There is not enough coffee in the world to make me a pleasant person at 3 a.m. Yet, on Monday, October 17, I was filled with excitement as I walked into Arlington County’s Department of Human Services building at 3 a.m. What could possibly drag me out of a peaceful slumber at this ungodly hour?
I wanted to end homelessness in Arlington.
The 100 Homes Campaign is an initiative of the 10-Year Plan to End Homelessness in Arlington, a county-wide effort to coordinate services and leverage community support to give everyone a safe and secure home in our county. The nonprofit I work at, Doorways for Women and Families, is a partner in the 10 Year Plan, helping provide a voice for the countless families experiencing homelessness in our community. The goal for the week of October 17 was to identify the most vulnerable individuals on our streets and in our shelters, so that we could rapidly get them into housing. The goal for the 100 Homes campaign is to get 100 vulnerable Arlingtonians into 100 homes by July 2013. A tall order, but luckily we started early in the morning.
Over one hundred volunteers showed up that morning to comb the streets and interview any identified homeless to determine their level of vulnerability (to learn more about the model we used, check out this link). Teams were sent to all corners of Arlington. That’s where I came in. I sat by the phone with Tiffany Kudravetz, the enthusiast volunteer specialist from Volunteer Arlington, waiting for the teams to call in and report the locations where they had searched. We were the mapping team. Before, when I looked at Arlington street maps, I saw traffic jams and impatient drivers. Now, I saw the homes and bedrooms of those living under overpasses, in parking garages or in sidewalk tents. Even for someone working at a homeless service provider, this was still an eye-opening experience.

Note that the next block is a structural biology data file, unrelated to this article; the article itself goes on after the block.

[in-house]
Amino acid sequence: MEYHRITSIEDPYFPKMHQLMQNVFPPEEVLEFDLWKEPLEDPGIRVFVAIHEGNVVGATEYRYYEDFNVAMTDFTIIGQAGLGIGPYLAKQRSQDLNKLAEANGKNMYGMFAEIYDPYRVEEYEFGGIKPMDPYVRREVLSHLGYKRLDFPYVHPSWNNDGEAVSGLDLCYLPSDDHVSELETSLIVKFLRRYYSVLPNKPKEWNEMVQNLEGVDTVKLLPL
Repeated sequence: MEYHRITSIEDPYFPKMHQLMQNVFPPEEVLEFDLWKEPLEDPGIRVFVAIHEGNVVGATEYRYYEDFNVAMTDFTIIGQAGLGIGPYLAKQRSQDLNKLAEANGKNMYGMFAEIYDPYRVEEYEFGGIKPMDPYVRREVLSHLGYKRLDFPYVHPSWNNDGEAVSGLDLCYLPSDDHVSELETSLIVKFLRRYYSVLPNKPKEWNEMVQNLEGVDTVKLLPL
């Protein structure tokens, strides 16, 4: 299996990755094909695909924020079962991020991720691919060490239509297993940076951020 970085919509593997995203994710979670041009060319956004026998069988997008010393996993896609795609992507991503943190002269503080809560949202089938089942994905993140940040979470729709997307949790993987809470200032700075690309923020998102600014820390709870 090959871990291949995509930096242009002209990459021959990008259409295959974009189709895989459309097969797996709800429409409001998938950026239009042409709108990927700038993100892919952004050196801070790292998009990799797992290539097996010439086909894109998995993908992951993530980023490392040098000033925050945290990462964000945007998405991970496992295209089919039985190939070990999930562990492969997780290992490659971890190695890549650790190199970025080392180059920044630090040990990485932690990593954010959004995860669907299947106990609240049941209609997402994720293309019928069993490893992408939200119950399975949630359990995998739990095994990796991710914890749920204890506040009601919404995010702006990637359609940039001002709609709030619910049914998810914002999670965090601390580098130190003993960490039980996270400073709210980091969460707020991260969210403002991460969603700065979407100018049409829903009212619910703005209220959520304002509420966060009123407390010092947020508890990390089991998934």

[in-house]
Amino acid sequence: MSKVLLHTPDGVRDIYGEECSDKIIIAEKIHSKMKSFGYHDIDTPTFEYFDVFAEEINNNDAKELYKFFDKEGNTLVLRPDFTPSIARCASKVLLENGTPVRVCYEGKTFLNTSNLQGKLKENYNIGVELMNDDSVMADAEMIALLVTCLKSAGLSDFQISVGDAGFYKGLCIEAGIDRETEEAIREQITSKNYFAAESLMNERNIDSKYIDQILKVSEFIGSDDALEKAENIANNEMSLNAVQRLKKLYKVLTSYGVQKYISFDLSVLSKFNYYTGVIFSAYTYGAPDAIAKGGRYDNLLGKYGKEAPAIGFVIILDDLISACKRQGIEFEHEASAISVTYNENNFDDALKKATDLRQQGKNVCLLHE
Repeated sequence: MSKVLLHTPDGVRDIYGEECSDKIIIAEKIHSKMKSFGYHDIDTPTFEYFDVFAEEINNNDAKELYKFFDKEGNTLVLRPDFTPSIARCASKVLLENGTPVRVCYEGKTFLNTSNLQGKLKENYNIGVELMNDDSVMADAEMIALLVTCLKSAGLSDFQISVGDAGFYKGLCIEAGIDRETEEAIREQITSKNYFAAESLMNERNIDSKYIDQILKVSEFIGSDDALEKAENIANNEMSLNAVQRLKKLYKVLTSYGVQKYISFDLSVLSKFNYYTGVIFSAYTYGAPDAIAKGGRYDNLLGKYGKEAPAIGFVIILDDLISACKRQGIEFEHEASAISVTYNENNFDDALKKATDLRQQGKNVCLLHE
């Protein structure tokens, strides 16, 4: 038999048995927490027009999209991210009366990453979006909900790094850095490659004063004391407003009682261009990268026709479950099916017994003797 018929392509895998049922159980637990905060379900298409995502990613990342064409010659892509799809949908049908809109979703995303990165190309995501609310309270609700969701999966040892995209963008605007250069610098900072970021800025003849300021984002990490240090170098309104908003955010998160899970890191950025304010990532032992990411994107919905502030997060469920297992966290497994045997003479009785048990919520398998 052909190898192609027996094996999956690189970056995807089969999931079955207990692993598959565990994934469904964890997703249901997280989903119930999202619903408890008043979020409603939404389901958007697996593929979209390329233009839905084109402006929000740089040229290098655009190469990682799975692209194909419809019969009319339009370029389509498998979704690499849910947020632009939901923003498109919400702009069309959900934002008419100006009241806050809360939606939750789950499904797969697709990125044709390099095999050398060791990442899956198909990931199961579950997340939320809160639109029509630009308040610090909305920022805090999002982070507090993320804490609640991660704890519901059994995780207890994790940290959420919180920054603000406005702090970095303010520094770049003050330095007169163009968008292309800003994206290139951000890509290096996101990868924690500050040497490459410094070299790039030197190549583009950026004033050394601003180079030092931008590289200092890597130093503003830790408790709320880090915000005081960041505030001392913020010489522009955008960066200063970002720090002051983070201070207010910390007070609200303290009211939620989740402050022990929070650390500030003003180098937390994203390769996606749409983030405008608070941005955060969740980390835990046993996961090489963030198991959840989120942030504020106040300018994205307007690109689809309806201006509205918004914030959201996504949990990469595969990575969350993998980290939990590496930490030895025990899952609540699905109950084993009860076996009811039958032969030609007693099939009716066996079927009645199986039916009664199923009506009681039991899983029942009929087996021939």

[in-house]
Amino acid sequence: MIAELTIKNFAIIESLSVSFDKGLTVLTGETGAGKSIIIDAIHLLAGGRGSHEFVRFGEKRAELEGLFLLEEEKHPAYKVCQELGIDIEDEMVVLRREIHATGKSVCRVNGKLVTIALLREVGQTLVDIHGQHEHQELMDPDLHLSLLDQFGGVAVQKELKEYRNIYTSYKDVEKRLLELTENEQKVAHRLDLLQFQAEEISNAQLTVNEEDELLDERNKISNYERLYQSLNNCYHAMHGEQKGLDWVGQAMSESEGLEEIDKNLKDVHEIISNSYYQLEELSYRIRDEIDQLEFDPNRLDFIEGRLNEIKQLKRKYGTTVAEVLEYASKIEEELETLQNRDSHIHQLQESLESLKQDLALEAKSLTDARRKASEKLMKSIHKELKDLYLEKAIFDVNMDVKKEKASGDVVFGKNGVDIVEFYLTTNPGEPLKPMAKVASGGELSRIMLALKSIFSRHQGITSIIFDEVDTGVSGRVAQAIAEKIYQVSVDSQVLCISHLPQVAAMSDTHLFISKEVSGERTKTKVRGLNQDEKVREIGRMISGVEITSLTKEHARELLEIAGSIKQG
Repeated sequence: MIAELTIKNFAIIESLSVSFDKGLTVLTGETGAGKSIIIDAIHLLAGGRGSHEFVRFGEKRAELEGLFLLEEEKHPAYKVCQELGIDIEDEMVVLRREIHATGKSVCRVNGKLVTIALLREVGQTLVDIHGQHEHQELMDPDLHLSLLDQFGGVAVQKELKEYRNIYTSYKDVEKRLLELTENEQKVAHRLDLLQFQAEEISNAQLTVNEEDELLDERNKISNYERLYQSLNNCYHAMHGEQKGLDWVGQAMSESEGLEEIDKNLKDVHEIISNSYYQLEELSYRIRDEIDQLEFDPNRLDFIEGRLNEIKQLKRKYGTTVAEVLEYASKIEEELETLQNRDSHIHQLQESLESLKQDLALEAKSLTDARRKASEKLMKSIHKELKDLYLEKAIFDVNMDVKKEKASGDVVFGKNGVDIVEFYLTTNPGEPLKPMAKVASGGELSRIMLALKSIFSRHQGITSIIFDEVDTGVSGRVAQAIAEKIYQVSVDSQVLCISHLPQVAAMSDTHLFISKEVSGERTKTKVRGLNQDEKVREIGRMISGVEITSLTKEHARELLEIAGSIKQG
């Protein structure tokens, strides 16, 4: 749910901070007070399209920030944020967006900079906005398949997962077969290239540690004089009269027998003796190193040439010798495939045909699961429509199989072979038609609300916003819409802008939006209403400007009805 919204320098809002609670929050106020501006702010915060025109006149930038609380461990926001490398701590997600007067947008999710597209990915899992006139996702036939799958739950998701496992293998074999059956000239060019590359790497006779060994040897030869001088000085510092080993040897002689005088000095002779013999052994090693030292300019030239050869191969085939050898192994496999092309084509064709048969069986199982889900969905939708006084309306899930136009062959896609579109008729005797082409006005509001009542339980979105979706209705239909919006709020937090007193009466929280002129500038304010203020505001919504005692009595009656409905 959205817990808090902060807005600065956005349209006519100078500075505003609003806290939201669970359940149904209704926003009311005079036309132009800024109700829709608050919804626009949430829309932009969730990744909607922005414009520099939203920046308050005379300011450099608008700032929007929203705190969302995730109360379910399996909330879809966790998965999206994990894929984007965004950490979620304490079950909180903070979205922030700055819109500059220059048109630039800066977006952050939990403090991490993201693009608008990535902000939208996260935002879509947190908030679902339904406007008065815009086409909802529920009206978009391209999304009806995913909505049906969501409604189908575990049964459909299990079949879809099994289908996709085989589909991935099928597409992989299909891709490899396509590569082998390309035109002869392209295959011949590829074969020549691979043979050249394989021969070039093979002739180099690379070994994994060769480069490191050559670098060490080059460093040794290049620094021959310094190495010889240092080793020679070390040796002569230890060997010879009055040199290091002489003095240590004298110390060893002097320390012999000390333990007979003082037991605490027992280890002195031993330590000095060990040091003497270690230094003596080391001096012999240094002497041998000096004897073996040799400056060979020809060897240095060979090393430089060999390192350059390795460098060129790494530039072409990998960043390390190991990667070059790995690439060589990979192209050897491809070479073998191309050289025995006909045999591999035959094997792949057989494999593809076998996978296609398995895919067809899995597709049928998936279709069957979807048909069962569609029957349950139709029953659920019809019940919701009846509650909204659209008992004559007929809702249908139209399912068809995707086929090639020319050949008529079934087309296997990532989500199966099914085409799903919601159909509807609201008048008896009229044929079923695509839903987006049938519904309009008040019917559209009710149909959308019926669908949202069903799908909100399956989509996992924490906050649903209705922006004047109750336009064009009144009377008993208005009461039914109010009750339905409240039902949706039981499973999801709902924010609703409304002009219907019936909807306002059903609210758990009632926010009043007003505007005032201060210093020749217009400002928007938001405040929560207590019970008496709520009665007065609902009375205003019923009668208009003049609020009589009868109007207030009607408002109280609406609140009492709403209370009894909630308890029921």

After most of the teams had reported back, I was sent out, along with many others, to one of the shelters in the area to survey the population under its roof. Homelessness has multiple faces. I am reminded of that fact every day through my work at Doorways for Women and Families. We see too many neighbors, friends and relatives come through our doors each year that don’t conform to an easy definition of homeless. We see families with small children – now representing 50% of the homeless population in our area. And we often see those who have to choose between a domestic violence situation and homelessness, which is no choice at all. The 100 Homes Campaign made all of that clear to me as I listened to the stories of how people came to be homeless, some familiar but all unique in their own way.
All told, the 100 Homes Campaign inspired 150 community members to volunteer and survey 153 individuals. In the process we learned some very important things:
- 29% of those surveyed were Tri-Morbid (experiencing mental health issues, substance abuse issues and a serious medical condition)
- 37% of respondents were declared “vulnerable”
- The average number of years spent experiencing homelessness for vulnerable individuals was 7
More than anything else, the 100 Homes Campaign taught us one thing: we live in a community where ending homelessness is possible. The community responded to the need to identify these individuals and now we need the community to respond to the need of housing these individuals. This is going to be a long process that will not end once the 100 are housed. But, with a caring enough community, a giving enough community, we can end homelessness in Arlington. It’s a cause worth waking up for.